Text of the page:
Again, this wasn’t a BAD game from Alex by any means. He gave his playmakers chances to make plays, and they came through. Well, for the most part (we’ll talk about that shortly)

Smith did have two big plays that definitely hurt his statistical output for the day. The first was his interception in the first quarter, on which he got blown up by a free blitzer (Denver did a really nice job with the design, with a delayed blitz coming behind a stunt. Pressure was there very quickly as Morse missed it entirely). Alex and Jeremy Maclin were going for an out-and-up move on Denver’s corner, who bit badly when Smith faked slightly as Maclin cut out.

Maclin just ate the corner’s lunch there, and Smith knew it. The problem is setting up a double move takes just an extra half-second (as opposed to a regular go route), and Smith didn’t have a half second in this case. You know the rest, Smith got drilled while he threw the ball and it floated through the air into the arms of Denver’s safety. Many fans erroneously assumed Tyreek Hill was the target, but when you look at how much the hit affected the throw it’s pretty clear Smith was attempting to go a lot deeper than Hill.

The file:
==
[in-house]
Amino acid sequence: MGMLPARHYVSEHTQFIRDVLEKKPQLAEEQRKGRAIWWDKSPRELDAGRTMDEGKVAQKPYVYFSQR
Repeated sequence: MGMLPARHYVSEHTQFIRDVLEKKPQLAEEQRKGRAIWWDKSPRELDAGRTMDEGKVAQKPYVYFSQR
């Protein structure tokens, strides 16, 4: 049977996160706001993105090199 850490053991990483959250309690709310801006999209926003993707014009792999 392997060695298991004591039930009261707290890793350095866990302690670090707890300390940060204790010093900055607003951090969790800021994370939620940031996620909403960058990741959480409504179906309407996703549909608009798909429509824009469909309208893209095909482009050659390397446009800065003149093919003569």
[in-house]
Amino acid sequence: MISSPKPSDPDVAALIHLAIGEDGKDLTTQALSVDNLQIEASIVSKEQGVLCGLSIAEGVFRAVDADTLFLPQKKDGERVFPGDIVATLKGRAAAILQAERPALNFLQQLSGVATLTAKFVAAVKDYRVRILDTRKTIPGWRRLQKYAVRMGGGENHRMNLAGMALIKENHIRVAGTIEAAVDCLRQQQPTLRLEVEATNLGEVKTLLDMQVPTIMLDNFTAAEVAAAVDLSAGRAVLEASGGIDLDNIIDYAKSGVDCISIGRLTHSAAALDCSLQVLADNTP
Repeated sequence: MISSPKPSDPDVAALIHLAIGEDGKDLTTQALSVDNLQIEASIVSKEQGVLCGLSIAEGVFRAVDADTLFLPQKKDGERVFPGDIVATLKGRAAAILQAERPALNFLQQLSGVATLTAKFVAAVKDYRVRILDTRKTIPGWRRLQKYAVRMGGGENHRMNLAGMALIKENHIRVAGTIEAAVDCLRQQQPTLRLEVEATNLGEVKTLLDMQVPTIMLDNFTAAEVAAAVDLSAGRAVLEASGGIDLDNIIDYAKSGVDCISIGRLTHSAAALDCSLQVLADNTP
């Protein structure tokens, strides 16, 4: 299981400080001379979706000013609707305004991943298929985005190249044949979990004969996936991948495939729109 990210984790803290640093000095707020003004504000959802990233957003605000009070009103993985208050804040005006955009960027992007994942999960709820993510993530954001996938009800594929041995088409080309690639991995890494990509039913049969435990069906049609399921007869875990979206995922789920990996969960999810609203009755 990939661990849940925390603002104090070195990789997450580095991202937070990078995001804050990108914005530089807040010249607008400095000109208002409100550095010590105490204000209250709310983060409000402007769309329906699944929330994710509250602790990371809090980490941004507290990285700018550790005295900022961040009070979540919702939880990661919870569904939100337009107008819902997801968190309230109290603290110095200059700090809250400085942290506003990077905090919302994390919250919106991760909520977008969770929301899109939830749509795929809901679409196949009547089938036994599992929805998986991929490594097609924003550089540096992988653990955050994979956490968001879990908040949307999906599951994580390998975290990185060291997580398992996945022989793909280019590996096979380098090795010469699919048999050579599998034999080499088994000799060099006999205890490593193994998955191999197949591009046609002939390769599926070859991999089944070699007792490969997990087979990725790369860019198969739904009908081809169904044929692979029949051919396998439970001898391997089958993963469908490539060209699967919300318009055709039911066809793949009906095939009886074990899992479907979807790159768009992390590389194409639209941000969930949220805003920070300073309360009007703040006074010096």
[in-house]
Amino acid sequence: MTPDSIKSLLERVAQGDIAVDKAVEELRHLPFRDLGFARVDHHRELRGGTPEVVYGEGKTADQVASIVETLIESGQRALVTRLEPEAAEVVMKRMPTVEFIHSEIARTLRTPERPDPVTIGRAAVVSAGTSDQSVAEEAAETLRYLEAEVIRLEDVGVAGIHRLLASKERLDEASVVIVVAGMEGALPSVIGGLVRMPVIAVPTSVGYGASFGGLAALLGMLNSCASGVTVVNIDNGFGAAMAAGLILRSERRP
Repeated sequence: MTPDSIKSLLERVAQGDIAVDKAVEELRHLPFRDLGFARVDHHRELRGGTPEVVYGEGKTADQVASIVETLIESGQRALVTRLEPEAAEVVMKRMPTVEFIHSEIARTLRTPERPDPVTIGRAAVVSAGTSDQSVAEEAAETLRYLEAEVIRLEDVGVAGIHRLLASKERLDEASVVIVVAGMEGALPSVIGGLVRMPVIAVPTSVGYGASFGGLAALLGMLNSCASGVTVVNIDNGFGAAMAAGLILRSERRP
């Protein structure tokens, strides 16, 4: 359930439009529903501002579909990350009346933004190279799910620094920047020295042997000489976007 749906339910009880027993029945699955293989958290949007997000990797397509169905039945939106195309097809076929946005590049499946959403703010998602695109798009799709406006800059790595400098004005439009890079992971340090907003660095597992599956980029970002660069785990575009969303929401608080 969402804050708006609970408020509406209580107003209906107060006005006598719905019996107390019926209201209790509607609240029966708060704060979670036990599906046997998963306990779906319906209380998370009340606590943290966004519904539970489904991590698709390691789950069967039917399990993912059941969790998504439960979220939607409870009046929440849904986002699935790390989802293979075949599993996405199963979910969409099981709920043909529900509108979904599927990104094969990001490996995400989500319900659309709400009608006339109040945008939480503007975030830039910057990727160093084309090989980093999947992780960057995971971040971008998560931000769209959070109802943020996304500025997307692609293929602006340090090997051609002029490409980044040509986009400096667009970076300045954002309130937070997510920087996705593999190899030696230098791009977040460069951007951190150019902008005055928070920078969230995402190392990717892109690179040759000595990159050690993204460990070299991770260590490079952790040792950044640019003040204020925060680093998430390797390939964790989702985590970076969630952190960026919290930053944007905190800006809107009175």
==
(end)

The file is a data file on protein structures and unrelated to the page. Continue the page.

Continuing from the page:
It’s a shame, really, because with how badly the corner was beaten and where the safety was on the field, that’s quite likely an 80-yard touchdown.

Smith also got let down on two of his best throws of the day. Everyone remembers the drop by Harris in the end zone, which happened on a nice throw between a couple of defenders (Maclin couldn’t believe it was dropped, as he was already raising his hands to celebrate). But Smith also dealt with a game in which Hill (who has demonstrated solid hands this year) had a case of the drops, including on this throw.

Now, that’s not an easy catch to make by any means. But when the quarterback fires a dart like that into what’s basically a six-inch window (give or take) and the receiver is able to get both hands and his body on it like that, I expect a catch. Hill does too, from his reaction to the play.